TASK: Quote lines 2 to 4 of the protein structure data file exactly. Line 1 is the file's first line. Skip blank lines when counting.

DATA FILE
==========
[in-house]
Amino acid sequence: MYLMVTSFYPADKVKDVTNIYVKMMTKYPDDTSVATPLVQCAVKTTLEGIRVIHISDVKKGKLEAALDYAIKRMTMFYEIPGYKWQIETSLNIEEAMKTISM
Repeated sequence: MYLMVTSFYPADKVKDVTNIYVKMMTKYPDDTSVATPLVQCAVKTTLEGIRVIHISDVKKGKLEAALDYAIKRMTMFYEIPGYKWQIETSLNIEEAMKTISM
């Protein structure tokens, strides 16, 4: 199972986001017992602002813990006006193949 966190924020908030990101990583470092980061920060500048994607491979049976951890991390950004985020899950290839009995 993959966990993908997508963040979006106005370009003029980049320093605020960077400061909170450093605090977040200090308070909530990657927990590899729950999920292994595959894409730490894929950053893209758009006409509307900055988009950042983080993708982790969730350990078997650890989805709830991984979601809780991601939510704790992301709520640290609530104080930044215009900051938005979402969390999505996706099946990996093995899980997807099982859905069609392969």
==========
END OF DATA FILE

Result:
Amino acid sequence: MYLMVTSFYPADKVKDVTNIYVKMMTKYPDDTSVATPLVQCAVKTTLEGIRVIHISDVKKGKLEAALDYAIKRMTMFYEIPGYKWQIETSLNIEEAMKTISM
Repeated sequence: MYLMVTSFYPADKVKDVTNIYVKMMTKYPDDTSVATPLVQCAVKTTLEGIRVIHISDVKKGKLEAALDYAIKRMTMFYEIPGYKWQIETSLNIEEAMKTISM
């Protein structure tokens, strides 16, 4: 199972986001017992602002813990006006193949 966190924020908030990101990583470092980061920060500048994607491979049976951890991390950004985020899950290839009995 993959966990993908997508963040979006106005370009003029980049320093605020960077400061909170450093605090977040200090308070909530990657927990590899729950999920292994595959894409730490894929950053893209758009006409509307900055988009950042983080993708982790969730350990078997650890989805709830991984979601809780991601939510704790992301709520640290609530104080930044215009900051938005979402969390999505996706099946990996093995899980997807099982859905069609392969």